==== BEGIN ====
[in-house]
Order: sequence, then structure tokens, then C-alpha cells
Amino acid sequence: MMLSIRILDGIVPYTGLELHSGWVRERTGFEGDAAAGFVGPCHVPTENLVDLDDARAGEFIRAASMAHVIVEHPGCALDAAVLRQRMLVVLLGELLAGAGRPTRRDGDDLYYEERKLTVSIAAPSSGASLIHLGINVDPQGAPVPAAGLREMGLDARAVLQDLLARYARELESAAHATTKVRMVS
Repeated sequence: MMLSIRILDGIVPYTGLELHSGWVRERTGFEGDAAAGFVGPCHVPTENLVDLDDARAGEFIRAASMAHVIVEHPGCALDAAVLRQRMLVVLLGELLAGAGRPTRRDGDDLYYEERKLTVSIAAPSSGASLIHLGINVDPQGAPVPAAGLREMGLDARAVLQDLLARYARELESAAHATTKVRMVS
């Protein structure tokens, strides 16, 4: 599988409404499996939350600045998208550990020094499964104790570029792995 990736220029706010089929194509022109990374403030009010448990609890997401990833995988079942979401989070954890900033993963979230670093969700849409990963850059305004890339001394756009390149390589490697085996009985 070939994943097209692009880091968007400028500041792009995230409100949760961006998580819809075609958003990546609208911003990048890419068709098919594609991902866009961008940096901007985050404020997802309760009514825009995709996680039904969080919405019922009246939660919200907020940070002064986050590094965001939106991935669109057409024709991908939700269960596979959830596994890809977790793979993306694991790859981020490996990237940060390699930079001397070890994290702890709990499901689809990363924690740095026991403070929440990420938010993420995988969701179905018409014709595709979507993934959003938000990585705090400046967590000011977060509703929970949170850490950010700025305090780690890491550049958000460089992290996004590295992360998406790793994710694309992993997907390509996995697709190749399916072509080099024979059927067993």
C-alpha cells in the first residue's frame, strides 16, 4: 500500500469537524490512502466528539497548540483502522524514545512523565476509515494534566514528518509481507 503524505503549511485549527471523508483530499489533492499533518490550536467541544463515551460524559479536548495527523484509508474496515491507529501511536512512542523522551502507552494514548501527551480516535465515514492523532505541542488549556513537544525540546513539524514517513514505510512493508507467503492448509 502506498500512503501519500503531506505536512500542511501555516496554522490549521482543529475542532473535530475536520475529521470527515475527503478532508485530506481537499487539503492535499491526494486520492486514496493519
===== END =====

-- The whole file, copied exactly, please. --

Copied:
[in-house]
Order: sequence, then structure tokens, then C-alpha cells
Amino acid sequence: MMLSIRILDGIVPYTGLELHSGWVRERTGFEGDAAAGFVGPCHVPTENLVDLDDARAGEFIRAASMAHVIVEHPGCALDAAVLRQRMLVVLLGELLAGAGRPTRRDGDDLYYEERKLTVSIAAPSSGASLIHLGINVDPQGAPVPAAGLREMGLDARAVLQDLLARYARELESAAHATTKVRMVS
Repeated sequence: MMLSIRILDGIVPYTGLELHSGWVRERTGFEGDAAAGFVGPCHVPTENLVDLDDARAGEFIRAASMAHVIVEHPGCALDAAVLRQRMLVVLLGELLAGAGRPTRRDGDDLYYEERKLTVSIAAPSSGASLIHLGINVDPQGAPVPAAGLREMGLDARAVLQDLLARYARELESAAHATTKVRMVS
């Protein structure tokens, strides 16, 4: 599988409404499996939350600045998208550990020094499964104790570029792995 990736220029706010089929194509022109990374403030009010448990609890997401990833995988079942979401989070954890900033993963979230670093969700849409990963850059305004890339001394756009390149390589490697085996009985 070939994943097209692009880091968007400028500041792009995230409100949760961006998580819809075609958003990546609208911003990048890419068709098919594609991902866009961008940096901007985050404020997802309760009514825009995709996680039904969080919405019922009246939660919200907020940070002064986050590094965001939106991935669109057409024709991908939700269960596979959830596994890809977790793979993306694991790859981020490996990237940060390699930079001397070890994290702890709990499901689809990363924690740095026991403070929440990420938010993420995988969701179905018409014709595709979507993934959003938000990585705090400046967590000011977060509703929970949170850490950010700025305090780690890491550049958000460089992290996004590295992360998406790793994710694309992993997907390509996995697709190749399916072509080099024979059927067993």
C-alpha cells in the first residue's frame, strides 16, 4: 500500500469537524490512502466528539497548540483502522524514545512523565476509515494534566514528518509481507 503524505503549511485549527471523508483530499489533492499533518490550536467541544463515551460524559479536548495527523484509508474496515491507529501511536512512542523522551502507552494514548501527551480516535465515514492523532505541542488549556513537544525540546513539524514517513514505510512493508507467503492448509 502506498500512503501519500503531506505536512500542511501555516496554522490549521482543529475542532473535530475536520475529521470527515475527503478532508485530506481537499487539503492535499491526494486520492486514496493519